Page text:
My grandfather, Stanislaw, was drafted into one such army unit and he would eventually witness the fighting in Monte Cassino. Leontyna, my grandmother was now left with Jadwiga, my mother, and my two uncles, Tadzio and Zbysio somewhere in Uzbekistan. I will add here that the locals had no idea where Polish people came from, until, that is, someone explained that they were from Lechistan! I digress. Fearing that she and her family would become stranded, as indeed some families did, Leontyna decided to go to the nearest Polish army unit to ask for help. I say, "nearest", but it took her nearly a whole day walking. When she got there, to her dismay, the army told her that they themselves were short of rations and were in no position to help. At this, Leontyna approached an army chaplain. "Father, at least if we die here, you will see that we are buried properly". There was no answer to this. A soldier with horse and cart at the ready was summoned and before too long, all were safely in the temporary care of the army. Eventually, they would arrive in the Masindi district of Uganda on Christmas Eve, 1942, along with many other survivors. This would be their home until their journey to this country. I still have my mother's visa which was issued on September 10th, 1942. Our first child was born on September 10th, albeit 35 years later!

Then the war ended. Unfortunately, the Poland that emerged bore no resemblance to its former self. As a result of the Yalta and Potsdam conferences, Stalin was granted virtual autonomy over Eastern Europe and the homeland from which my mother's family had been forcibly removed in 1940, was now to be found firmly inside the borders of the USSR. Repatriation to Poland was offered but most people were unwilling to take their chances with a communist regime. Of those that did return, many suffered discrimination and indeed, arbitrary arrest was not unknown. Having travelled half way round the world, in March 1948, Leontyna and her family left Uganda and began a 10 day sea journey to Great Britain where Stanislaw had arrived two years earlier.

Life here was in many ways different to what they had been accostomed. My grandmother was fairly accomodating but by contrast, my grandfather could not let the past go. The two settled in Ardingly, Sussex, where they worked at the well known college until retirement. They lived in one of the farm cottages owned by the college and I still have fond memories of spending a week during the summer holidays with my grandparents. The stories that my grandfather would tell really made life here seem dull. He would tell me that back home, wolves would come right up to the house in winter. Indeed, in that part of the world, grandfather was waging a constant war against the wolves. On one occassion, a neighbour unwisely left his cattle in the forest overnight. Inevitably, they were attacked by wolves. Being awakened by the commotion, grandfather got up and with a battery torch (high tech then) in one hand and a large revolver in the other, proceeded to run towards the noise and managed to frighten the wolves away. A bit of pigeon shooting in Ardingly seemed a very poor substitute! Back then, in the 50s and early 60s, it was not unusual for grandfather to be walking along the road with a shotgun in full view. If the local bobby saw him, all he got was a "good morning". Today you would expect to be shot dead seven times before moving six inches! What a mad world we live in!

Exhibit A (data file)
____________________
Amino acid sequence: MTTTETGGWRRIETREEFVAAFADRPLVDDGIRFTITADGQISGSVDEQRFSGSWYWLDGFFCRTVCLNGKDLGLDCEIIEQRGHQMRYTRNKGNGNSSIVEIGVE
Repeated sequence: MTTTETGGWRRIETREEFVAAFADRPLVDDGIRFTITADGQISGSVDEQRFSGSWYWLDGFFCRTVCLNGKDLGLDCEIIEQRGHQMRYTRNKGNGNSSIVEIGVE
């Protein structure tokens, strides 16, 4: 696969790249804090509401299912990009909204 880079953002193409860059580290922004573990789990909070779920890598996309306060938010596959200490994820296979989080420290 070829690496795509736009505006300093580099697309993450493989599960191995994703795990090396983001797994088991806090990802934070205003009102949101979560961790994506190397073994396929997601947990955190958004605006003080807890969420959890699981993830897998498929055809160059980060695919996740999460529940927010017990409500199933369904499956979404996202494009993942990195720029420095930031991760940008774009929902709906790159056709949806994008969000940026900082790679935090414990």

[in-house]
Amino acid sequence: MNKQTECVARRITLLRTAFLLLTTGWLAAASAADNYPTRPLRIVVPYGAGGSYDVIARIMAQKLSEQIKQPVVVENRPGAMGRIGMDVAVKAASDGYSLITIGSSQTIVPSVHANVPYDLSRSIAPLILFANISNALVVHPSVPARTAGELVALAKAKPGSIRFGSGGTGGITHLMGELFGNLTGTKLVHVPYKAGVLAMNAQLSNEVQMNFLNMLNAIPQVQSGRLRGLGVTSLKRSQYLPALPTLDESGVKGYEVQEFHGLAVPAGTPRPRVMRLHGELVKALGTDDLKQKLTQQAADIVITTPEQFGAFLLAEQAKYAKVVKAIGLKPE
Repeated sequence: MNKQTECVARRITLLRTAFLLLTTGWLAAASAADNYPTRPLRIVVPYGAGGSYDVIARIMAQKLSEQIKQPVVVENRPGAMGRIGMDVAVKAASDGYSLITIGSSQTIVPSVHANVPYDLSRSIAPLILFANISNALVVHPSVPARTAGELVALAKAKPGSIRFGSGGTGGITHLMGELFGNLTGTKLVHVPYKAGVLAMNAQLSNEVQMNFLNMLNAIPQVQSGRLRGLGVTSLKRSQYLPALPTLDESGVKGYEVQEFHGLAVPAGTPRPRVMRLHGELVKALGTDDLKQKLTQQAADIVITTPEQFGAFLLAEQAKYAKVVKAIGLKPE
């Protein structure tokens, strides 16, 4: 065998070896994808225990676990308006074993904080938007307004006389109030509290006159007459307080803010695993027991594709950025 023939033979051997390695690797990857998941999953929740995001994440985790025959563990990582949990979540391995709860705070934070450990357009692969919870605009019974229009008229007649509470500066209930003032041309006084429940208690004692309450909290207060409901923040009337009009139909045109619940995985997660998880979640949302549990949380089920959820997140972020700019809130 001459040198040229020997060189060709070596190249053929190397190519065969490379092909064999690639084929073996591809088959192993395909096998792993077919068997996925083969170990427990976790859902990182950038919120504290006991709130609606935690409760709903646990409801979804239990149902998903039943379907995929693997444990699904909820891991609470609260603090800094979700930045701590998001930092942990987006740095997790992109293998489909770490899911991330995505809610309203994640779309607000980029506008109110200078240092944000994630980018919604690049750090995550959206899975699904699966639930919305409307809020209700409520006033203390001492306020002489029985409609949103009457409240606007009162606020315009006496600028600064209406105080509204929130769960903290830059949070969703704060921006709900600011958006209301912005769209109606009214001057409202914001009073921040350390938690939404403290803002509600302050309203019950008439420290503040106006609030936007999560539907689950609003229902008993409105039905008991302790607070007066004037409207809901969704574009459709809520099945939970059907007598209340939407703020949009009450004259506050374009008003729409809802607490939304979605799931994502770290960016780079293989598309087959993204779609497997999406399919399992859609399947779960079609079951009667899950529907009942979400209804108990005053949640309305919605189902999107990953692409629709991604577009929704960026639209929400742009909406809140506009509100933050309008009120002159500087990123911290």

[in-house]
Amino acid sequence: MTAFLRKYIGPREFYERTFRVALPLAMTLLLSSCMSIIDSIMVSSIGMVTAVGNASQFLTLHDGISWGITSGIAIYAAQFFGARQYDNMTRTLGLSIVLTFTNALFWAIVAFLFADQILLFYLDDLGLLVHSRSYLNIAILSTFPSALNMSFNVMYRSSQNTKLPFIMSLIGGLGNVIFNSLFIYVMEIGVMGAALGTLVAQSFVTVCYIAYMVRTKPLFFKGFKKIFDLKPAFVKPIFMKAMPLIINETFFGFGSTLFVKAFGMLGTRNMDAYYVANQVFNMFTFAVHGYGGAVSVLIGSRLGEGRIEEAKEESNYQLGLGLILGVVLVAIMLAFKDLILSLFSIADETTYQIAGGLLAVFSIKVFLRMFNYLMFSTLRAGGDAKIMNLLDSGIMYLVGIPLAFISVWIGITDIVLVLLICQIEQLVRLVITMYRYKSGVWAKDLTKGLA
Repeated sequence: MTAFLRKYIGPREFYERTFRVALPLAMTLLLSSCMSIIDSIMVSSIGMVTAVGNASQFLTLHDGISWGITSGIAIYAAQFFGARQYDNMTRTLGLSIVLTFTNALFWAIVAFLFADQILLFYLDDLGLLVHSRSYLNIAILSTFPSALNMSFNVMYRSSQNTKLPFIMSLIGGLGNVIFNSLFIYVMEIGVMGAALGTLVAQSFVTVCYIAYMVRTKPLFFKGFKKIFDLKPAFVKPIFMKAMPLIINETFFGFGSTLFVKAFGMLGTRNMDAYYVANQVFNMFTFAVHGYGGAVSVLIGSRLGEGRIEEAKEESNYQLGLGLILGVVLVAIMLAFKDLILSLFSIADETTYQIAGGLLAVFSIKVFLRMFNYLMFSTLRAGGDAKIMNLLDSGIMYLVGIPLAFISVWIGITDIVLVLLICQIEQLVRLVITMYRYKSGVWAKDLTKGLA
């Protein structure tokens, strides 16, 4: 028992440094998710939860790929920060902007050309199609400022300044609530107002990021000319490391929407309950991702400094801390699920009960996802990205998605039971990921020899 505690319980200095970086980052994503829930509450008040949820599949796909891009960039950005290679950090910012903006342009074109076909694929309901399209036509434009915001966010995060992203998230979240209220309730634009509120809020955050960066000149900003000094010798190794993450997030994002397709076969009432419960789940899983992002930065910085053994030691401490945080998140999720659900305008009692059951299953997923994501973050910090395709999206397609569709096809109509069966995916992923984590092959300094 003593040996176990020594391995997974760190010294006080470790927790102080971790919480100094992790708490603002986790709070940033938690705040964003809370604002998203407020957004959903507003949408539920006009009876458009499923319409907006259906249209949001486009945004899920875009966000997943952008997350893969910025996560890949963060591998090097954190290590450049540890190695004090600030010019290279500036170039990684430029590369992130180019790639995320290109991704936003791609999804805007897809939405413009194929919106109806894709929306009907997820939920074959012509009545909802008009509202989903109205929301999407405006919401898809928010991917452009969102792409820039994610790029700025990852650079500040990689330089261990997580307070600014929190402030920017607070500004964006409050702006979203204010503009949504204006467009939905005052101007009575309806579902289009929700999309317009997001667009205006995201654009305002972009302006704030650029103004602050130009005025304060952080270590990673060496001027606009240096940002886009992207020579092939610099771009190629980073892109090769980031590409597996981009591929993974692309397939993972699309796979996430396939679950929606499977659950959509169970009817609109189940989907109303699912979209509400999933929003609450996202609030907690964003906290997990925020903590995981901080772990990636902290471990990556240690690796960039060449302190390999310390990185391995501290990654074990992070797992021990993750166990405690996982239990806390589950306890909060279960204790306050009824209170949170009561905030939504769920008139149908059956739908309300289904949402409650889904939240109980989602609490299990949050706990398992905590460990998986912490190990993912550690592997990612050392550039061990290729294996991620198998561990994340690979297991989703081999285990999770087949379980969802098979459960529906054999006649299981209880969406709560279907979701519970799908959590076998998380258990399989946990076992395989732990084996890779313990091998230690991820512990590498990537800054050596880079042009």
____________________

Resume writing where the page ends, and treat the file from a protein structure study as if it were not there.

Of the five, only my two uncles, Tadzio and Zbysio survive. In 1978, grandfather died followed by my mother in 1987. She was only 59 years old and had a lifetime of endless health problems, very likely a direct result of her wartime experience. Grandmother died in 1995 at the age of 87. We were expecting her to outlive us all but death comes to us all, eventually.

Although born and raised in this country, I myself often feel like a foreigner. I am grateful, though, for the values that my parents and grandparents instilled in me and look forward to our reunion in the eternal world that is to come!